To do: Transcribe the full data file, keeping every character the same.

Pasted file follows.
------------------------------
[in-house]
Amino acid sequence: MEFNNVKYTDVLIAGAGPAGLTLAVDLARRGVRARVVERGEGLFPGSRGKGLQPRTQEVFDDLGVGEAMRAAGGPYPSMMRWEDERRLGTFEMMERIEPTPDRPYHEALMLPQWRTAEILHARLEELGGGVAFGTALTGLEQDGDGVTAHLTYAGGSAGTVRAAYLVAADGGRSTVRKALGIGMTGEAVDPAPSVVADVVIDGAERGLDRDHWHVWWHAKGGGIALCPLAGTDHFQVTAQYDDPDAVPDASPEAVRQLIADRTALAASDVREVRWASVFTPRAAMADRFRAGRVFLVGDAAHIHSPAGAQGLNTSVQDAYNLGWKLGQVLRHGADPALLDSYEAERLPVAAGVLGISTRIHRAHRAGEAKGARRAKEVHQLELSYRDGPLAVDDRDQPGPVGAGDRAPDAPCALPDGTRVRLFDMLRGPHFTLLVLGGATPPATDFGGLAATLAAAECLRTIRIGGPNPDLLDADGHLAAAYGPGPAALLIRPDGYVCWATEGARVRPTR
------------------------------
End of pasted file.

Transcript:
[in-house]
Amino acid sequence: MEFNNVKYTDVLIAGAGPAGLTLAVDLARRGVRARVVERGEGLFPGSRGKGLQPRTQEVFDDLGVGEAMRAAGGPYPSMMRWEDERRLGTFEMMERIEPTPDRPYHEALMLPQWRTAEILHARLEELGGGVAFGTALTGLEQDGDGVTAHLTYAGGSAGTVRAAYLVAADGGRSTVRKALGIGMTGEAVDPAPSVVADVVIDGAERGLDRDHWHVWWHAKGGGIALCPLAGTDHFQVTAQYDDPDAVPDASPEAVRQLIADRTALAASDVREVRWASVFTPRAAMADRFRAGRVFLVGDAAHIHSPAGAQGLNTSVQDAYNLGWKLGQVLRHGADPALLDSYEAERLPVAAGVLGISTRIHRAHRAGEAKGARRAKEVHQLELSYRDGPLAVDDRDQPGPVGAGDRAPDAPCALPDGTRVRLFDMLRGPHFTLLVLGGATPPATDFGGLAATLAAAECLRTIRIGGPNPDLLDADGHLAAAYGPGPAALLIRPDGYVCWATEGARVRPTR